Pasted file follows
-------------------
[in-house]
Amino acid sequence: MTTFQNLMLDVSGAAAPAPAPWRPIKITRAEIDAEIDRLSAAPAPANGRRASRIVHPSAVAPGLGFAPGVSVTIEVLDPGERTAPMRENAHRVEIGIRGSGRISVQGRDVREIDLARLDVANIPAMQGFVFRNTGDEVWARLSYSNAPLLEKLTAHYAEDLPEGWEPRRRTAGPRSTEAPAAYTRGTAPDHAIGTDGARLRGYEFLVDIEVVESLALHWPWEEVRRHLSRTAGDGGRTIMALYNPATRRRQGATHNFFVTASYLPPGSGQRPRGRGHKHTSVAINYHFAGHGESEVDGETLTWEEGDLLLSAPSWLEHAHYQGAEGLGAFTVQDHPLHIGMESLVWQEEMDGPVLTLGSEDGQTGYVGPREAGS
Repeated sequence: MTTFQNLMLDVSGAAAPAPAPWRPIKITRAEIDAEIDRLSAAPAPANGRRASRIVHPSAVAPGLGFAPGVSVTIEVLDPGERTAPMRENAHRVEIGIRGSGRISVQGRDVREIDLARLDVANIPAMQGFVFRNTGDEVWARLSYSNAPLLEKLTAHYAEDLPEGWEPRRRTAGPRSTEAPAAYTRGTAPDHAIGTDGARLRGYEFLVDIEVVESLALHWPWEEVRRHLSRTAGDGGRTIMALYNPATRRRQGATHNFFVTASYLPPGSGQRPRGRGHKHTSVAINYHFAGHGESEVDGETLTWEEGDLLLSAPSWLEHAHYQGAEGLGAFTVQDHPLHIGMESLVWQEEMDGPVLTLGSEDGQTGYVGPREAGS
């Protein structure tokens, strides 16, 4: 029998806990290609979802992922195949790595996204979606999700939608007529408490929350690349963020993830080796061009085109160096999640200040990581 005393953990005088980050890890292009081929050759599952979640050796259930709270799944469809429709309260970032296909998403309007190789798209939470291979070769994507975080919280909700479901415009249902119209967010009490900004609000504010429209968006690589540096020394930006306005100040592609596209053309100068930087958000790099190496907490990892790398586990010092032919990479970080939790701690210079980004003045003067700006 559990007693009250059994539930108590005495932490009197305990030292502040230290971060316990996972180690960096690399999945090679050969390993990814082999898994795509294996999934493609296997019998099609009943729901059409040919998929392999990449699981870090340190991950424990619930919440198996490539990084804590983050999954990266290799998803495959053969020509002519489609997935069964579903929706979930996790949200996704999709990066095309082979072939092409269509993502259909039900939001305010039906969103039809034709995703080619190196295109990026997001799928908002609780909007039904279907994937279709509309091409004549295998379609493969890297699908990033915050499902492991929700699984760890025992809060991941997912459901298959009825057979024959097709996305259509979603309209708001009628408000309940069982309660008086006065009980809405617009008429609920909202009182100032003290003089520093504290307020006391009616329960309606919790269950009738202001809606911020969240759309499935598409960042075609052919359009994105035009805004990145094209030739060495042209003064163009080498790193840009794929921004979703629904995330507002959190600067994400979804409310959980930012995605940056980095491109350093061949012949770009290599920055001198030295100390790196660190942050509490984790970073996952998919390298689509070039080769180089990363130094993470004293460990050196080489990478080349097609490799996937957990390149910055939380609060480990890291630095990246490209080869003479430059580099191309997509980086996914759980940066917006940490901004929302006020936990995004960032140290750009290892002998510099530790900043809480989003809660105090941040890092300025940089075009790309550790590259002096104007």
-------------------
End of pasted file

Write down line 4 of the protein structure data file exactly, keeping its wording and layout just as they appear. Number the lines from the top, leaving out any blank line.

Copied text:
């Protein structure tokens, strides 16, 4: 029998806990290609979802992922195949790595996204979606999700939608007529408490929350690349963020993830080796061009085109160096999640200040990581 005393953990005088980050890890292009081929050759599952979640050796259930709270799944469809429709309260970032296909998403309007190789798209939470291979070769994507975080919280909700479901415009249902119209967010009490900004609000504010429209968006690589540096020394930006306005100040592609596209053309100068930087958000790099190496907490990892790398586990010092032919990479970080939790701690210079980004003045003067700006 559990007693009250059994539930108590005495932490009197305990030292502040230290971060316990996972180690960096690399999945090679050969390993990814082999898994795509294996999934493609296997019998099609009943729901059409040919998929392999990449699981870090340190991950424990619930919440198996490539990084804590983050999954990266290799998803495959053969020509002519489609997935069964579903929706979930996790949200996704999709990066095309082979072939092409269509993502259909039900939001305010039906969103039809034709995703080619190196295109990026997001799928908002609780909007039904279907994937279709509309091409004549295998379609493969890297699908990033915050499902492991929700699984760890025992809060991941997912459901298959009825057979024959097709996305259509979603309209708001009628408000309940069982309660008086006065009980809405617009008429609920909202009182100032003290003089520093504290307020006391009616329960309606919790269950009738202001809606911020969240759309499935598409960042075609052919359009994105035009805004990145094209030739060495042209003064163009080498790193840009794929921004979703629904995330507002959190600067994400979804409310959980930012995605940056980095491109350093061949012949770009290599920055001198030295100390790196660190942050509490984790970073996952998919390298689509070039080769180089990363130094993470004293460990050196080489990478080349097609490799996937957990390149910055939380609060480990890291630095990246490209080869003479430059580099191309997509980086996914759980940066917006940490901004929302006020936990995004960032140290750009290892002998510099530790900043809480989003809660105090941040890092300025940089075009790309550790590259002096104007």